Nepal’s foreign policy is shaped by its unique geography as a landlocked country sandwiched between India and China. To the north, the Himalayas form a natural barrier with China, and to the south, east, and west, Nepal is bordered by India. While Nepal relies on India for access to the sea and transportation facilities, it has traditionally sought to maintain its independence and autonomy from external interference.
In the 1950s, Nepal began to open up to the outside world and adopt a policy of neutrality and nonalignment. In 1973, King Birendra proposed that Nepal’s borders be declared a “zone of peace,” Since then, this concept has become a central theme of Nepal’s foreign policy. More than 110 countries have endorsed Nepal as a zone of peace, although the endorsement of India and the former Soviet Union has been elusive.
Nepal has diplomatic relations with around 100 countries and is a member of the United Nations and several of its specialized agencies. It is also a founding member of the South Asian Association for Regional Cooperation (SAARC) and has participated in various bilateral and multilateral economic, cultural, and technical assistance programs. Nepal’s foreign policy primarily focuses on maintaining good relations with China and India and safeguarding its national security and independence. The country has also developed stronger relations with the United States, Europe, and the Soviet Union in recent years.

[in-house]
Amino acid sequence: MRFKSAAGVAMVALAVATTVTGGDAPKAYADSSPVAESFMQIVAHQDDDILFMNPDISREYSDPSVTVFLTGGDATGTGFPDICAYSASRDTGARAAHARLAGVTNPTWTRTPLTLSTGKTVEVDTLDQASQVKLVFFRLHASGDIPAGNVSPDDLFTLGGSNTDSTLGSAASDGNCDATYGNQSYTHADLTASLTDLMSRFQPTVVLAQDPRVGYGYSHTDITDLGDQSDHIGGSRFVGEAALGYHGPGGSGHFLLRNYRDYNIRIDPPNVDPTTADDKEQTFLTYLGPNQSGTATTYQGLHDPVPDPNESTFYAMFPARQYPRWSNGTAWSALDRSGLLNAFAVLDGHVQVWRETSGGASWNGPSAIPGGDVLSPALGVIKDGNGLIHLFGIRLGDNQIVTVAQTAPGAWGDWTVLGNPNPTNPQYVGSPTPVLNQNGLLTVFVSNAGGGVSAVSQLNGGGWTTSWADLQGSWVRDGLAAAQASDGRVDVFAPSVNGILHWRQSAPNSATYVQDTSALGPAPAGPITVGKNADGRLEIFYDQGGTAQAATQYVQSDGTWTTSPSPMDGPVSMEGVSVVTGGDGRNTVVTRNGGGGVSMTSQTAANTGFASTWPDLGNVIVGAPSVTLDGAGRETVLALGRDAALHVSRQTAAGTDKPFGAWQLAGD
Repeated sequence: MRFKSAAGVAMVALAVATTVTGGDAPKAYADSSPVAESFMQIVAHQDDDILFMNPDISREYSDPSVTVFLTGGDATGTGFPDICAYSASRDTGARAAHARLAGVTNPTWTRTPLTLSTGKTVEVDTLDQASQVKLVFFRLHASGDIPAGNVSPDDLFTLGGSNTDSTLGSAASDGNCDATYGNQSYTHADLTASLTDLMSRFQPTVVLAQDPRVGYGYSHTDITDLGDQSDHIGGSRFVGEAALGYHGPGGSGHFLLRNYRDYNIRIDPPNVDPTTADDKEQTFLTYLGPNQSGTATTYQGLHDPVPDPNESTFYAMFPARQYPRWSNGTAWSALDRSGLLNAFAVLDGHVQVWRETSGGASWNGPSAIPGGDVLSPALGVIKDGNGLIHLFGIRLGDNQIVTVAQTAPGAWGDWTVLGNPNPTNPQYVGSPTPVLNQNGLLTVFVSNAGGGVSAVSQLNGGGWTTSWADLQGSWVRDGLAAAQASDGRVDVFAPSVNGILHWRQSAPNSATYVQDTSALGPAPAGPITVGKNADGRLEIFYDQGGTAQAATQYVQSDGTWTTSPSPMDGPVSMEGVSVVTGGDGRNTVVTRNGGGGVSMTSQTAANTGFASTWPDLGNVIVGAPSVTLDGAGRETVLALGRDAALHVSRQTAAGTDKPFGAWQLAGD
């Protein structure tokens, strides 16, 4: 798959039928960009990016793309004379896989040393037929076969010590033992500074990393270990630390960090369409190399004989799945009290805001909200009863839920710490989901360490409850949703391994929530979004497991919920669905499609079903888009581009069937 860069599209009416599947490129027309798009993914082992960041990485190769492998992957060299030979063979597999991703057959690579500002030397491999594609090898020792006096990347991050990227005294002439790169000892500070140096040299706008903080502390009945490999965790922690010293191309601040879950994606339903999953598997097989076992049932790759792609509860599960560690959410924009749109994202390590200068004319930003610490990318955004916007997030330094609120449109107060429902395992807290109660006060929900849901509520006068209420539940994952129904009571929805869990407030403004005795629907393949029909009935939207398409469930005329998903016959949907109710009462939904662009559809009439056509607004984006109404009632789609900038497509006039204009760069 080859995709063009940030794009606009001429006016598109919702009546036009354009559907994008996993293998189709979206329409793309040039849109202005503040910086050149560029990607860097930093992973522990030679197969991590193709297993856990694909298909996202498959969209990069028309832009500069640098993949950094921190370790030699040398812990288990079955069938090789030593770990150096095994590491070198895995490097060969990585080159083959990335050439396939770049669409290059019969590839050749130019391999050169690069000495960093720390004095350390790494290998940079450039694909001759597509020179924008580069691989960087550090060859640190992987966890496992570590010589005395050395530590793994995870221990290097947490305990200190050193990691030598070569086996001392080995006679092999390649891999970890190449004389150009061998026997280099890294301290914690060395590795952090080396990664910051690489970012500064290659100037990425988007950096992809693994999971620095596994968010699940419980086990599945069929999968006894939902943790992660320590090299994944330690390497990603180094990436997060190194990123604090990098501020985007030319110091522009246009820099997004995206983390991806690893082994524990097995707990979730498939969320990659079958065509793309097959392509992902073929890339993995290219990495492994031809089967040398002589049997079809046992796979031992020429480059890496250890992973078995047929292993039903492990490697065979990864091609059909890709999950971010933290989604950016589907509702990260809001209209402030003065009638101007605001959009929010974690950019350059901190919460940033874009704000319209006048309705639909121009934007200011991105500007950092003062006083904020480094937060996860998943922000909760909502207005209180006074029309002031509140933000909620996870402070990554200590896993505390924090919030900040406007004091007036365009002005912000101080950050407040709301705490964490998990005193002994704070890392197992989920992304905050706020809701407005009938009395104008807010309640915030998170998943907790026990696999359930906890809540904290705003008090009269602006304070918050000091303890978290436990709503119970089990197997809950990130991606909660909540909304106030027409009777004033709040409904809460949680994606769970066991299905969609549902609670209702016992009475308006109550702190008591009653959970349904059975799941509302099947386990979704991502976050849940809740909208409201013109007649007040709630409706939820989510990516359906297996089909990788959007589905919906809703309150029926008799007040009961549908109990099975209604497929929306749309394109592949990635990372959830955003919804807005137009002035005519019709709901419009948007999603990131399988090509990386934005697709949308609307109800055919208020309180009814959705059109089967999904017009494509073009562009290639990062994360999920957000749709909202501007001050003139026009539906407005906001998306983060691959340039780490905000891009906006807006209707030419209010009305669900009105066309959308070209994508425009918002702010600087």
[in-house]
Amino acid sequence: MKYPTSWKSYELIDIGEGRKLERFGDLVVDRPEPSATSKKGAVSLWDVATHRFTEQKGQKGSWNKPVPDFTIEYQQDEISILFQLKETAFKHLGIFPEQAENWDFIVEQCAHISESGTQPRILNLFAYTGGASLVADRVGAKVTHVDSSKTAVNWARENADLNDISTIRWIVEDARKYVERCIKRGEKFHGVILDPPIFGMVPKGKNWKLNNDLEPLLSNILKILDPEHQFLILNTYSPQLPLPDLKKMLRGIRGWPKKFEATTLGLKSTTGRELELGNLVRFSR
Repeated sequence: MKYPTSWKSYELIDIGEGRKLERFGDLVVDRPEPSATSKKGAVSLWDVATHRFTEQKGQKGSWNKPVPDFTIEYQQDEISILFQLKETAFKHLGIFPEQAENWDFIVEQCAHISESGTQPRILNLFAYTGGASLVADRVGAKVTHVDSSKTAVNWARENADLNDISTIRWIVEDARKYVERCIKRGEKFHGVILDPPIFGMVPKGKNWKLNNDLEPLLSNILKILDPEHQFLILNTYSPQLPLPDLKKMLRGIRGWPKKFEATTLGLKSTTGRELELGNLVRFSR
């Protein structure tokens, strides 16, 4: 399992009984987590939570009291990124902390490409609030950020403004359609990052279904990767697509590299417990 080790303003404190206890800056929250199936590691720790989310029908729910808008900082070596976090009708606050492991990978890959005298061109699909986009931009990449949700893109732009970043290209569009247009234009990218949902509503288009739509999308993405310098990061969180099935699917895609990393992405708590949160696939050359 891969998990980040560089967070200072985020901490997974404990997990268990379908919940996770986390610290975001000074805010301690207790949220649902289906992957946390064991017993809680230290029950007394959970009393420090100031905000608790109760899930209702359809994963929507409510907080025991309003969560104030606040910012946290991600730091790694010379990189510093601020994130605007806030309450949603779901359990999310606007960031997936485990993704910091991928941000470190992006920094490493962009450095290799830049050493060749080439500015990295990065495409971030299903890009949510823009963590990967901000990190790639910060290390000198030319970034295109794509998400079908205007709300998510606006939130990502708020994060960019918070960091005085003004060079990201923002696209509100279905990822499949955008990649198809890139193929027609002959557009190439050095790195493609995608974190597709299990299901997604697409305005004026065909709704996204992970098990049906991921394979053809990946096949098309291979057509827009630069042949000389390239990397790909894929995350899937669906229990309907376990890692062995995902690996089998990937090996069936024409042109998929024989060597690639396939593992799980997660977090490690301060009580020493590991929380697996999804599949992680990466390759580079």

Constitutionally, Nepal’s foreign policy is guided by the principles of the United Nations Charter, nonalignment, the five principles of peaceful coexistence (Panchsheel), international law, and the value of world peace. In practice, foreign policy has not been focused on projecting global influence but rather on preserving Nepal’s autonomy and addressing domestic economic and security issues.
Nepal has strong ties with international economic institutions such as the Asian Development Bank, the International Monetary Fund, the World Bank, and SAARC. It also has strong bilateral relations with major economic and military aid providers, such as France, Germany, Japan, and the United States. Nepal is also a member of the World Trade Organization and has sought to expand its economic ties with other countries through trade and investment.